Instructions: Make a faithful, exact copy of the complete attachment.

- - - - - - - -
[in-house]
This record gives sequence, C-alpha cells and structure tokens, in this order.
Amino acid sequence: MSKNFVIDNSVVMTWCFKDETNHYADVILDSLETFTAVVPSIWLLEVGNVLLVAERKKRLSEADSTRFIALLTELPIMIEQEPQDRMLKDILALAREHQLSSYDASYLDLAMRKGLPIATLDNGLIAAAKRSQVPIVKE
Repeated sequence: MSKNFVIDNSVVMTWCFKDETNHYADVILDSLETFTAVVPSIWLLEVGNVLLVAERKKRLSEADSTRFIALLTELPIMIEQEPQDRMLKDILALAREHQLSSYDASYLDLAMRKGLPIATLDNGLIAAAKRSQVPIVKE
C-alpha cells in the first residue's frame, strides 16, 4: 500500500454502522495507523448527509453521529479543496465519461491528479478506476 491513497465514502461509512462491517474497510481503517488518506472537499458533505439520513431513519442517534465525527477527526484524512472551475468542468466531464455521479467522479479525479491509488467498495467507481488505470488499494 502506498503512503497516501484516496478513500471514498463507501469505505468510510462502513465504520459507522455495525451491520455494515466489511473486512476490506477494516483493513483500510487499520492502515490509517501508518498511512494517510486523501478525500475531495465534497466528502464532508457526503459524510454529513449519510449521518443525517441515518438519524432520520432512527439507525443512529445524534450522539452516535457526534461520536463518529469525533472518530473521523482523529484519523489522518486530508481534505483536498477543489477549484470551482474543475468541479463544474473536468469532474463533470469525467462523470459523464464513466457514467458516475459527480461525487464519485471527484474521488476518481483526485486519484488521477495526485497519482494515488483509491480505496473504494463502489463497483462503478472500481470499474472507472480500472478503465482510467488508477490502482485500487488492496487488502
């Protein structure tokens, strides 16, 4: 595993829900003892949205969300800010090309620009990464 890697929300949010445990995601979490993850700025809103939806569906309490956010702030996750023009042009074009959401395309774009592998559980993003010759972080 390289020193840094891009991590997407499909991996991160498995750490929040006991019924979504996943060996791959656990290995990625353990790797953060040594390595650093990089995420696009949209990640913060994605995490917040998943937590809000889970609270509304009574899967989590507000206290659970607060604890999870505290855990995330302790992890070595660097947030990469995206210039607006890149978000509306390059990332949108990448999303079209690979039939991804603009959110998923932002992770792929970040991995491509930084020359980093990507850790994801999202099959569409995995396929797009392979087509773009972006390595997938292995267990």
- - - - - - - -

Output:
[in-house]
This record gives sequence, C-alpha cells and structure tokens, in this order.
Amino acid sequence: MSKNFVIDNSVVMTWCFKDETNHYADVILDSLETFTAVVPSIWLLEVGNVLLVAERKKRLSEADSTRFIALLTELPIMIEQEPQDRMLKDILALAREHQLSSYDASYLDLAMRKGLPIATLDNGLIAAAKRSQVPIVKE
Repeated sequence: MSKNFVIDNSVVMTWCFKDETNHYADVILDSLETFTAVVPSIWLLEVGNVLLVAERKKRLSEADSTRFIALLTELPIMIEQEPQDRMLKDILALAREHQLSSYDASYLDLAMRKGLPIATLDNGLIAAAKRSQVPIVKE
C-alpha cells in the first residue's frame, strides 16, 4: 500500500454502522495507523448527509453521529479543496465519461491528479478506476 491513497465514502461509512462491517474497510481503517488518506472537499458533505439520513431513519442517534465525527477527526484524512472551475468542468466531464455521479467522479479525479491509488467498495467507481488505470488499494 502506498503512503497516501484516496478513500471514498463507501469505505468510510462502513465504520459507522455495525451491520455494515466489511473486512476490506477494516483493513483500510487499520492502515490509517501508518498511512494517510486523501478525500475531495465534497466528502464532508457526503459524510454529513449519510449521518443525517441515518438519524432520520432512527439507525443512529445524534450522539452516535457526534461520536463518529469525533472518530473521523482523529484519523489522518486530508481534505483536498477543489477549484470551482474543475468541479463544474473536468469532474463533470469525467462523470459523464464513466457514467458516475459527480461525487464519485471527484474521488476518481483526485486519484488521477495526485497519482494515488483509491480505496473504494463502489463497483462503478472500481470499474472507472480500472478503465482510467488508477490502482485500487488492496487488502
């Protein structure tokens, strides 16, 4: 595993829900003892949205969300800010090309620009990464 890697929300949010445990995601979490993850700025809103939806569906309490956010702030996750023009042009074009959401395309774009592998559980993003010759972080 390289020193840094891009991590997407499909991996991160498995750490929040006991019924979504996943060996791959656990290995990625353990790797953060040594390595650093990089995420696009949209990640913060994605995490917040998943937590809000889970609270509304009574899967989590507000206290659970607060604890999870505290855990995330302790992890070595660097947030990469995206210039607006890149978000509306390059990332949108990448999303079209690979039939991804603009959110998923932002992770792929970040991995491509930084020359980093990507850790994801999202099959569409995995396929797009392979087509773009972006390595997938292995267990």